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Product End-of-Use Management Networks

Final Report Summary - EOUNETWORKS (Product End-of-Use Management Networks)

With short life-cycles and fast changes in technology, more and more products that arrive to their end-of-use stage while retaining economic value and suitable for reuse and recycling. Although theoretically promising, relatively few circular supply loops are self-sustaining in practice. This evidence raises the question of why voluntary economically viable product end-of-use management network of agents that are involved in such activities (i.e. recycler, remanufacturer, consumer, collector, etc.) are not operating on a large scale yet. Therefore, in this research we study how such networks of product end-of-use (EoU) agents emerge and evolve in response to market conditions, regulation, and changes in each other’s corporate strategy. We combine industrial ecology and operations management concepts using agent-based models as a tool to examine environmental and economic performance patterns of each agent and the overall network (i.e. the market), using the example of electronics waste and cell phones specifically. The socio-economic rationale for this research was the need for better understanding how to design product EoU collection and processing networks in order to increase dramatically the economic and environmental efficiency of such systems. This research is valuable to policy makers formulating and revising product EoU regulations and to the different EoU agents looking to gain competitive advantage while complying with regulations. In this research we first studied each agent carefully, how it operates and what are the type of decisions each agent do. We then created a model ontology that defines each agent, its main actions and decisions, etc. Then the model was built and tested with valid data based on multiple resources. Then a serious of simulation outputs that measure the economic and environmental performance of each agents and the entire system were generated. In our model we have four agents including: manufacturer, consumers, recycler, and refurbisher. We examine the flow of phones and how those are collected and then processed. We look at the effect of extended producer responsibility and a business strategy not to be engaged in reuse activities. Finally, we now extend the model to include more Israeli specific data on the consumers and other agents in the game. We administrated several surveys to estimate the amount of electronic waste in Israel, how much of it is stored in people homes, and how much people are willing to pay for the disposal of electronic waste. In the future this data will be further integrated into an extended model.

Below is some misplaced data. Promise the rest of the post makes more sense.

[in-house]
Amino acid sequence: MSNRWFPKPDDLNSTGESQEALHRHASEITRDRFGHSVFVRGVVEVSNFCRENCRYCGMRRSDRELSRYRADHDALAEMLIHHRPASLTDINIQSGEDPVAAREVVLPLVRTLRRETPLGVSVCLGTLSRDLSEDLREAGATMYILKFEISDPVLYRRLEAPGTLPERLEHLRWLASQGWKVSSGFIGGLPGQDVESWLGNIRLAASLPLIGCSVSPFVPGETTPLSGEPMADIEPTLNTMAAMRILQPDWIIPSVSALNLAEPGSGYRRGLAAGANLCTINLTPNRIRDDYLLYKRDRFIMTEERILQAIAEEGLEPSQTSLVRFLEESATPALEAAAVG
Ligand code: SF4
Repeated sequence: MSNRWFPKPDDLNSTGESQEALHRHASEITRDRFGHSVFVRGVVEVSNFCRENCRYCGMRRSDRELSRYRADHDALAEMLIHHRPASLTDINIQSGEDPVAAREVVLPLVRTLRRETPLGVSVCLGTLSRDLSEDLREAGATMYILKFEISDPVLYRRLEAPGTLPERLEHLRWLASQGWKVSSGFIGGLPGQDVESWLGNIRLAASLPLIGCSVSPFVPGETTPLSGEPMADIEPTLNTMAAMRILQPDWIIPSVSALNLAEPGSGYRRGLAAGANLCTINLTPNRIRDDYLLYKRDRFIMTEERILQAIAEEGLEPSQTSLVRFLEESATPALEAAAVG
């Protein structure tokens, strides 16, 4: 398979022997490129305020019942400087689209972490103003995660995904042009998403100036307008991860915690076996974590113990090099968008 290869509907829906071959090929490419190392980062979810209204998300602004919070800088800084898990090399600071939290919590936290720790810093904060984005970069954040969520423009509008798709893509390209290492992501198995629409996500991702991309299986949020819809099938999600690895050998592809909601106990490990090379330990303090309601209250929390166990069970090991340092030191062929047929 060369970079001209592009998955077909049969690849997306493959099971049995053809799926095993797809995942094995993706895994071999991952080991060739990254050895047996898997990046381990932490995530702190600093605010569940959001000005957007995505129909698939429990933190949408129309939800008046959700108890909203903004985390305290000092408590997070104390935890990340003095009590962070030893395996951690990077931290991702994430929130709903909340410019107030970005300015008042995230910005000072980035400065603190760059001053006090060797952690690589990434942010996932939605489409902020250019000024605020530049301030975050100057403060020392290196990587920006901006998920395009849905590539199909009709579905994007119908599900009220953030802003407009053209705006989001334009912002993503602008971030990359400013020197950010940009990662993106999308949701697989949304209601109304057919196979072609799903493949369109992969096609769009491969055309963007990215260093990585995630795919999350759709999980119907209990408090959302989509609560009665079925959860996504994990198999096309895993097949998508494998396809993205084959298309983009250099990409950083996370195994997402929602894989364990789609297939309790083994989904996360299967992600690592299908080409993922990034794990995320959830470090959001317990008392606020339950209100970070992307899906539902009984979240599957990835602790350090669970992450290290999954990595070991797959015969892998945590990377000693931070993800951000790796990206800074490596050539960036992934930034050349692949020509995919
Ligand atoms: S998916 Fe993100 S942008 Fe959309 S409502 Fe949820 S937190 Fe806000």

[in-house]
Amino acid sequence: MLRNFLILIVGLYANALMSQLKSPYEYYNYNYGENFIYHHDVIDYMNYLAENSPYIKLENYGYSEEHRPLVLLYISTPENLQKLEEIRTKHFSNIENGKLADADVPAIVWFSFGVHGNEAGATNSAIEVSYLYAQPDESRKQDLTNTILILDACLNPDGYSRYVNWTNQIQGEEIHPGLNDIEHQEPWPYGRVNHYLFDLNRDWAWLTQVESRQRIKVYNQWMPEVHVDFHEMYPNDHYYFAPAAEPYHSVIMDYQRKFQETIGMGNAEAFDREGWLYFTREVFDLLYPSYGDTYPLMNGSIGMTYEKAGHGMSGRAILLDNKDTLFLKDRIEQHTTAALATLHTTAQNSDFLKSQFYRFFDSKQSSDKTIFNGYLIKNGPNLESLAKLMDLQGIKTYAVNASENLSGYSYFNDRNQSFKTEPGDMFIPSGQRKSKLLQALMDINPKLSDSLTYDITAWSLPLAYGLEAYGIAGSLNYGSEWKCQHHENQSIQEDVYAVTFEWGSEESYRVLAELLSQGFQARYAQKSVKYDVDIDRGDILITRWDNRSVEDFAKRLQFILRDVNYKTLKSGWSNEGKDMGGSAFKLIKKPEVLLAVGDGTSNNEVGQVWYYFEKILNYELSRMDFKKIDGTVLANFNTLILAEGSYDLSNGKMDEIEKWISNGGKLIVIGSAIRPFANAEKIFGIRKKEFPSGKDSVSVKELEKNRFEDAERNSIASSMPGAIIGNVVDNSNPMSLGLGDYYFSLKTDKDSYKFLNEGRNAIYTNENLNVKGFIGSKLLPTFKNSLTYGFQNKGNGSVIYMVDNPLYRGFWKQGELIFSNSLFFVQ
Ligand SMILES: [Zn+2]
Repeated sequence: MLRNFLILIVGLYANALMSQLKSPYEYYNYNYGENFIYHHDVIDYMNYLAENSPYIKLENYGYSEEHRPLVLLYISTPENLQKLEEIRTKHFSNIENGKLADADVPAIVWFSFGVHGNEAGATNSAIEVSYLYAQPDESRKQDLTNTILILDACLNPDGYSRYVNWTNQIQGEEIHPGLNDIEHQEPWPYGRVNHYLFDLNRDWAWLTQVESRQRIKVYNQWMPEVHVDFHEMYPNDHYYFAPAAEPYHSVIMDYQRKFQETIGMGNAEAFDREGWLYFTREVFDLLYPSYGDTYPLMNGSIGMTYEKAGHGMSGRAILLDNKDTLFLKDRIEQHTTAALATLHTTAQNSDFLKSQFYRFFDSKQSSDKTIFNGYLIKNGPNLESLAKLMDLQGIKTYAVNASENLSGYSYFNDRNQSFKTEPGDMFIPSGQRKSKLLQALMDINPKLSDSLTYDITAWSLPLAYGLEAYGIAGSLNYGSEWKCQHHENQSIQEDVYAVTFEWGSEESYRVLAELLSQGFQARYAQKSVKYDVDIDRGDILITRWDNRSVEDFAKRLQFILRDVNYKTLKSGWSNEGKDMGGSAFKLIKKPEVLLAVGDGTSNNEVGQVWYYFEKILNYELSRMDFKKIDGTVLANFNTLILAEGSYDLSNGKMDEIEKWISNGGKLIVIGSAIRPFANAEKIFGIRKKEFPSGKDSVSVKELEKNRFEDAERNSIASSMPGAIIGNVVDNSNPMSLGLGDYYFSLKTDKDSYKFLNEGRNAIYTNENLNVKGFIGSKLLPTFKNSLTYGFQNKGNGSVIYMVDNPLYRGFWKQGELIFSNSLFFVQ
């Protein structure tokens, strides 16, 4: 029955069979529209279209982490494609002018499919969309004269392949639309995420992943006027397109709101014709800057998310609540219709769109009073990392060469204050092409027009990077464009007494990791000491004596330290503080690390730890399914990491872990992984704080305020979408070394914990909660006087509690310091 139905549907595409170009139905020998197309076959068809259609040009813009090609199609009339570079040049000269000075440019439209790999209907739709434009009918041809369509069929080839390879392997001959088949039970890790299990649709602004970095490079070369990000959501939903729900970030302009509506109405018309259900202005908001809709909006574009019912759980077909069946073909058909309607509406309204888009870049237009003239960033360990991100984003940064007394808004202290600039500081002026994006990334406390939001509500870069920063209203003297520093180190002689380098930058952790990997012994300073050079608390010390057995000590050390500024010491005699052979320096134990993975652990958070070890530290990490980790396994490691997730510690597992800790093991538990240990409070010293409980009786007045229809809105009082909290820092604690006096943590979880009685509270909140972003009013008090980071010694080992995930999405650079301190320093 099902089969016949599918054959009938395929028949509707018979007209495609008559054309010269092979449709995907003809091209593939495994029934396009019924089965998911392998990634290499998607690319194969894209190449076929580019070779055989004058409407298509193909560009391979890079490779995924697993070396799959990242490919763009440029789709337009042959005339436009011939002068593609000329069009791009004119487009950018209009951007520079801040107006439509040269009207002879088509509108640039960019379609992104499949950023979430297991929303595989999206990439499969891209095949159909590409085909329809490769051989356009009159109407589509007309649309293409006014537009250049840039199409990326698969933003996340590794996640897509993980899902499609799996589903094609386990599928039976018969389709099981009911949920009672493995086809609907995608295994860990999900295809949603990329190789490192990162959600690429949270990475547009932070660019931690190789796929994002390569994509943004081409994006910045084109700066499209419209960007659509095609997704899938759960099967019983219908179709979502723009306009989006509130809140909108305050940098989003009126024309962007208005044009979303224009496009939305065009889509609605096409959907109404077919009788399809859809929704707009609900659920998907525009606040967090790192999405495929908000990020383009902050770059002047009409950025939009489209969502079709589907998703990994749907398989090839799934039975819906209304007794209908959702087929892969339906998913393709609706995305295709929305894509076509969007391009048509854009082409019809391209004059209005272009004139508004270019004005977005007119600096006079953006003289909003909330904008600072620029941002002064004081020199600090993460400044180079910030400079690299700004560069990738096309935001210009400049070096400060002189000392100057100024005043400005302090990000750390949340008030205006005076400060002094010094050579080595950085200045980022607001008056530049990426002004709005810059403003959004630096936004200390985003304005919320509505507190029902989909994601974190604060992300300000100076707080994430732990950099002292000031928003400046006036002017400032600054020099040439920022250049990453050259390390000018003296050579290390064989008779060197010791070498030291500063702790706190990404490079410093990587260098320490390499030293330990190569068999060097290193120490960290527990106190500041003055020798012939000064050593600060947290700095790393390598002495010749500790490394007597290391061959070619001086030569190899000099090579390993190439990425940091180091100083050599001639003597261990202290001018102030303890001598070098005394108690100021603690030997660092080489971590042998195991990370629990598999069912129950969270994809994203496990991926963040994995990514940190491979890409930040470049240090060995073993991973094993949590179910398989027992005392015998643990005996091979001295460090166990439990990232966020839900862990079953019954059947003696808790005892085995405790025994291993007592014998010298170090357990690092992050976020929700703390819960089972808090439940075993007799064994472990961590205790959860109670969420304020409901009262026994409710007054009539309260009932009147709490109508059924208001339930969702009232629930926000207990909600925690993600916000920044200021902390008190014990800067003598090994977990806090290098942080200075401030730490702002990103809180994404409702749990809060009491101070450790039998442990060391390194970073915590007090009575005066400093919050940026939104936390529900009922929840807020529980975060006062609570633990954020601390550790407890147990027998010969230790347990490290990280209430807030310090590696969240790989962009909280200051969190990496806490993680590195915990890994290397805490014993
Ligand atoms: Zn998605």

The IRG grant help the recipient on few levels: 1) the researcher has a tenure track position and leading a new industrial ecology lab in Tel Aviv university and is now engaged in several research projects utilizing complexity and agent modelling approach; 2) to raise additional funds for research both in Israel and in the EU; 3) to advance electronic waste research in Israel; 4) to transfer new knowledge by mentoring master and phd students as well as develop and teach four new courses related to industrial ecology and environmental management to graduate students which were not offered before.
For further details, please contact Dr. Vered Blass, vblass@post.tau.ac.il